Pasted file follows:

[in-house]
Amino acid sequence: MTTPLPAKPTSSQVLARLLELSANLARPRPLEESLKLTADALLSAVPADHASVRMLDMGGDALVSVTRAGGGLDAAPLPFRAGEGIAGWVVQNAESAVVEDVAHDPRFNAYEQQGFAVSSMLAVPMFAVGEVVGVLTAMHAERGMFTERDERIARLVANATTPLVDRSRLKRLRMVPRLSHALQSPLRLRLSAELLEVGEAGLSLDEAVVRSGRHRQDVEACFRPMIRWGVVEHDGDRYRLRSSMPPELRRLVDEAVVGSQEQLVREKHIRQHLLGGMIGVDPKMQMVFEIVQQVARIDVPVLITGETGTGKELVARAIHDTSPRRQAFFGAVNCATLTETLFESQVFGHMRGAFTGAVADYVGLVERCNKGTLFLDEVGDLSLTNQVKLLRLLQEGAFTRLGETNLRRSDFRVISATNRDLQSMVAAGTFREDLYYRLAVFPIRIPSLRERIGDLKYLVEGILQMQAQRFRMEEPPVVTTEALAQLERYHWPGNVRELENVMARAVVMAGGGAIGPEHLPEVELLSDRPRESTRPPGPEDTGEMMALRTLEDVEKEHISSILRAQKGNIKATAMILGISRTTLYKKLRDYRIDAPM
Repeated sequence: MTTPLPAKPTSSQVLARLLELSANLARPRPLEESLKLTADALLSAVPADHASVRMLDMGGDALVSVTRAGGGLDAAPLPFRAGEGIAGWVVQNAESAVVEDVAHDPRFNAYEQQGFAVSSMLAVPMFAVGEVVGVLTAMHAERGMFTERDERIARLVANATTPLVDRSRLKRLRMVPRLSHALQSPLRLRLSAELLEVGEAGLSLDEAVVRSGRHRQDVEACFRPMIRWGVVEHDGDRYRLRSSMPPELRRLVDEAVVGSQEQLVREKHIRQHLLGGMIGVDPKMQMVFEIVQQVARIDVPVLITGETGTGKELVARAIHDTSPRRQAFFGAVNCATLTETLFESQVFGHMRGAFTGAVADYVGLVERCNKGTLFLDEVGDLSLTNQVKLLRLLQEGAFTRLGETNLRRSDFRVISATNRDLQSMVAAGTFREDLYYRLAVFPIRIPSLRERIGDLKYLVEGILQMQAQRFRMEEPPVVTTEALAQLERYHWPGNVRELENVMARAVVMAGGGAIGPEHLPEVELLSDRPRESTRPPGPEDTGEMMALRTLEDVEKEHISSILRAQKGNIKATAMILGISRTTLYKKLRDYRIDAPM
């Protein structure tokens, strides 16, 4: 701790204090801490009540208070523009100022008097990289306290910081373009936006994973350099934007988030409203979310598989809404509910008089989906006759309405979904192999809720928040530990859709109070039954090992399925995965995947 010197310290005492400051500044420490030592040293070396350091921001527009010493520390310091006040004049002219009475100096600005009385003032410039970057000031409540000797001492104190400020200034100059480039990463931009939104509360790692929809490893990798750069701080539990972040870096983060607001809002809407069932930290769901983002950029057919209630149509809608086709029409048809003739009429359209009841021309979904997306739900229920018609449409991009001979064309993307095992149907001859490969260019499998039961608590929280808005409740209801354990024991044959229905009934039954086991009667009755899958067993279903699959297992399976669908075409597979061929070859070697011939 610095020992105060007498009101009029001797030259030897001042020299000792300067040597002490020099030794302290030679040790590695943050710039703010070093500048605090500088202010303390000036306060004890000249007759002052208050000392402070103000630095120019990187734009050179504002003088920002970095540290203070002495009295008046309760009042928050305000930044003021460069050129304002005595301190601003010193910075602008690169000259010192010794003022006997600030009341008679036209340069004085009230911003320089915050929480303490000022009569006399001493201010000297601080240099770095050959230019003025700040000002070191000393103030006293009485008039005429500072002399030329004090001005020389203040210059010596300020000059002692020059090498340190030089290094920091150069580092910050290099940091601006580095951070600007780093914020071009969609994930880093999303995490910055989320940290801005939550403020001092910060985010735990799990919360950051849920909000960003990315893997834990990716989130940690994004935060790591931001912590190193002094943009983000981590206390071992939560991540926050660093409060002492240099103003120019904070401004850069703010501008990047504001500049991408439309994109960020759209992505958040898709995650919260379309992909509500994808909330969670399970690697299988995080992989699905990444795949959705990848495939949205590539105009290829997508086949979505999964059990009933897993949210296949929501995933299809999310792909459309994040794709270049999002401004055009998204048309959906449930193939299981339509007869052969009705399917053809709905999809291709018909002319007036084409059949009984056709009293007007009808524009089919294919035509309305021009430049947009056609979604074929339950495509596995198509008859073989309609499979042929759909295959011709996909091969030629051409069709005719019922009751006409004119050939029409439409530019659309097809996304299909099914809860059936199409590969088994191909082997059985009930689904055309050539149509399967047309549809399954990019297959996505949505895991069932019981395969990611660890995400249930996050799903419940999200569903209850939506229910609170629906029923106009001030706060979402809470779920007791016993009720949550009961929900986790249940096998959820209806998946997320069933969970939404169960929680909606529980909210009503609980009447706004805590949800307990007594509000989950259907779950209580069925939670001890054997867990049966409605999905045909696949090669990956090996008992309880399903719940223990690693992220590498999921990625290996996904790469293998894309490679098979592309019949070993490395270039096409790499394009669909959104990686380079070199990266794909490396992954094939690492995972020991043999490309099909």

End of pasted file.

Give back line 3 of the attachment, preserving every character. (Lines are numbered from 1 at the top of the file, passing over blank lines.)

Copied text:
Repeated sequence: MTTPLPAKPTSSQVLARLLELSANLARPRPLEESLKLTADALLSAVPADHASVRMLDMGGDALVSVTRAGGGLDAAPLPFRAGEGIAGWVVQNAESAVVEDVAHDPRFNAYEQQGFAVSSMLAVPMFAVGEVVGVLTAMHAERGMFTERDERIARLVANATTPLVDRSRLKRLRMVPRLSHALQSPLRLRLSAELLEVGEAGLSLDEAVVRSGRHRQDVEACFRPMIRWGVVEHDGDRYRLRSSMPPELRRLVDEAVVGSQEQLVREKHIRQHLLGGMIGVDPKMQMVFEIVQQVARIDVPVLITGETGTGKELVARAIHDTSPRRQAFFGAVNCATLTETLFESQVFGHMRGAFTGAVADYVGLVERCNKGTLFLDEVGDLSLTNQVKLLRLLQEGAFTRLGETNLRRSDFRVISATNRDLQSMVAAGTFREDLYYRLAVFPIRIPSLRERIGDLKYLVEGILQMQAQRFRMEEPPVVTTEALAQLERYHWPGNVRELENVMARAVVMAGGGAIGPEHLPEVELLSDRPRESTRPPGPEDTGEMMALRTLEDVEKEHISSILRAQKGNIKATAMILGISRTTLYKKLRDYRIDAPM